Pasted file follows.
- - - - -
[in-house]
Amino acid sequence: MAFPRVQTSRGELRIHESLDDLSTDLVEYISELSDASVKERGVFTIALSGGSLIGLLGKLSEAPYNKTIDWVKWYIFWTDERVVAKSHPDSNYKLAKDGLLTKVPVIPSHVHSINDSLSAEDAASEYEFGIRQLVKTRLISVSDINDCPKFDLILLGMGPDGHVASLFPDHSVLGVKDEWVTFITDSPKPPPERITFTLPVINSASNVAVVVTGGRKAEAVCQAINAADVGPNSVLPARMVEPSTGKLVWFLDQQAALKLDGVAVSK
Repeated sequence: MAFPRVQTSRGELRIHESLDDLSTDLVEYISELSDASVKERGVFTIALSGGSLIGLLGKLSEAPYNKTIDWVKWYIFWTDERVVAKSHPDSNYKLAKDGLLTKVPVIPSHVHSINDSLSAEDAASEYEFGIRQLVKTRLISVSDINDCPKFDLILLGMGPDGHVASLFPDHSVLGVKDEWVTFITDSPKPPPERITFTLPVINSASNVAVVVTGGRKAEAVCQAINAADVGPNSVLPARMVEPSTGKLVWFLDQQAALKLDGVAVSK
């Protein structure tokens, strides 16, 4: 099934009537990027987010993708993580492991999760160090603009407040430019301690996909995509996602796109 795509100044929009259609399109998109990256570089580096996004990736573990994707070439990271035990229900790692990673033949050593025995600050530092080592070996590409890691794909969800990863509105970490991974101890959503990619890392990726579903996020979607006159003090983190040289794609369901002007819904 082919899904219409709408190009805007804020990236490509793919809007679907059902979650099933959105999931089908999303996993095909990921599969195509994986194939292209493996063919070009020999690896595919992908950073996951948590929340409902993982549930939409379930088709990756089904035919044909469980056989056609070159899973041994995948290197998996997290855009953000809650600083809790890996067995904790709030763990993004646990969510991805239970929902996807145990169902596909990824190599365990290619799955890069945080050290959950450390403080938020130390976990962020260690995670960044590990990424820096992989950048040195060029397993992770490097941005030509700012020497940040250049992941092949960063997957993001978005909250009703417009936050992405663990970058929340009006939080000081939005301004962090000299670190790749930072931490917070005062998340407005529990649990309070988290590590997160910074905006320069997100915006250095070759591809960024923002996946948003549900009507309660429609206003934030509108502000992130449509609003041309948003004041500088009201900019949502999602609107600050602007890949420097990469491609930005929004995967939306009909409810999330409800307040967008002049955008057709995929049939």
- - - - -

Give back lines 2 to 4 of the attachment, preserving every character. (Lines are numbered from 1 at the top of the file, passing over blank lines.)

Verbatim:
Amino acid sequence: MAFPRVQTSRGELRIHESLDDLSTDLVEYISELSDASVKERGVFTIALSGGSLIGLLGKLSEAPYNKTIDWVKWYIFWTDERVVAKSHPDSNYKLAKDGLLTKVPVIPSHVHSINDSLSAEDAASEYEFGIRQLVKTRLISVSDINDCPKFDLILLGMGPDGHVASLFPDHSVLGVKDEWVTFITDSPKPPPERITFTLPVINSASNVAVVVTGGRKAEAVCQAINAADVGPNSVLPARMVEPSTGKLVWFLDQQAALKLDGVAVSK
Repeated sequence: MAFPRVQTSRGELRIHESLDDLSTDLVEYISELSDASVKERGVFTIALSGGSLIGLLGKLSEAPYNKTIDWVKWYIFWTDERVVAKSHPDSNYKLAKDGLLTKVPVIPSHVHSINDSLSAEDAASEYEFGIRQLVKTRLISVSDINDCPKFDLILLGMGPDGHVASLFPDHSVLGVKDEWVTFITDSPKPPPERITFTLPVINSASNVAVVVTGGRKAEAVCQAINAADVGPNSVLPARMVEPSTGKLVWFLDQQAALKLDGVAVSK
């Protein structure tokens, strides 16, 4: 099934009537990027987010993708993580492991999760160090603009407040430019301690996909995509996602796109 795509100044929009259609399109998109990256570089580096996004990736573990994707070439990271035990229900790692990673033949050593025995600050530092080592070996590409890691794909969800990863509105970490991974101890959503990619890392990726579903996020979607006159003090983190040289794609369901002007819904 082919899904219409709408190009805007804020990236490509793919809007679907059902979650099933959105999931089908999303996993095909990921599969195509994986194939292209493996063919070009020999690896595919992908950073996951948590929340409902993982549930939409379930088709990756089904035919044909469980056989056609070159899973041994995948290197998996997290855009953000809650600083809790890996067995904790709030763990993004646990969510991805239970929902996807145990169902596909990824190599365990290619799955890069945080050290959950450390403080938020130390976990962020260690995670960044590990990424820096992989950048040195060029397993992770490097941005030509700012020497940040250049992941092949960063997957993001978005909250009703417009936050992405663990970058929340009006939080000081939005301004962090000299670190790749930072931490917070005062998340407005529990649990309070988290590590997160910074905006320069997100915006250095070759591809960024923002996946948003549900009507309660429609206003934030509108502000992130449509609003041309948003004041500088009201900019949502999602609107600050602007890949420097990469491609930005929004995967939306009909409810999330409800307040967008002049955008057709995929049939």